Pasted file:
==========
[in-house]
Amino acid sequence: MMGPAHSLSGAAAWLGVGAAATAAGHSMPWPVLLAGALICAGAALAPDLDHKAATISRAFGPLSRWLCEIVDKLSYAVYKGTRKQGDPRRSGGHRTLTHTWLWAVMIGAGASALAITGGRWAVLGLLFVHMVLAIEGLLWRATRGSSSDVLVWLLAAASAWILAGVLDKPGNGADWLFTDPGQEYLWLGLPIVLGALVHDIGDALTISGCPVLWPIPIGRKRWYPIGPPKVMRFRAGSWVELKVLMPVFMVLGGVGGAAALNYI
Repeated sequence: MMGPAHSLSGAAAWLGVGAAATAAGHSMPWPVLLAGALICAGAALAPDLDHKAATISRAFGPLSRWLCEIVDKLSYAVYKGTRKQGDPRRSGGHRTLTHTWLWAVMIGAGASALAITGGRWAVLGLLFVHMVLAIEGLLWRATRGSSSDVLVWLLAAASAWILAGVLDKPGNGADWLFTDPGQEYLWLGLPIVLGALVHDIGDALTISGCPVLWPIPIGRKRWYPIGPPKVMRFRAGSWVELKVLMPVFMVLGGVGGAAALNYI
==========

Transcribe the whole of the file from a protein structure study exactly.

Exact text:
[in-house]
Amino acid sequence: MMGPAHSLSGAAAWLGVGAAATAAGHSMPWPVLLAGALICAGAALAPDLDHKAATISRAFGPLSRWLCEIVDKLSYAVYKGTRKQGDPRRSGGHRTLTHTWLWAVMIGAGASALAITGGRWAVLGLLFVHMVLAIEGLLWRATRGSSSDVLVWLLAAASAWILAGVLDKPGNGADWLFTDPGQEYLWLGLPIVLGALVHDIGDALTISGCPVLWPIPIGRKRWYPIGPPKVMRFRAGSWVELKVLMPVFMVLGGVGGAAALNYI
Repeated sequence: MMGPAHSLSGAAAWLGVGAAATAAGHSMPWPVLLAGALICAGAALAPDLDHKAATISRAFGPLSRWLCEIVDKLSYAVYKGTRKQGDPRRSGGHRTLTHTWLWAVMIGAGASALAITGGRWAVLGLLFVHMVLAIEGLLWRATRGSSSDVLVWLLAAASAWILAGVLDKPGNGADWLFTDPGQEYLWLGLPIVLGALVHDIGDALTISGCPVLWPIPIGRKRWYPIGPPKVMRFRAGSWVELKVLMPVFMVLGGVGGAAALNYI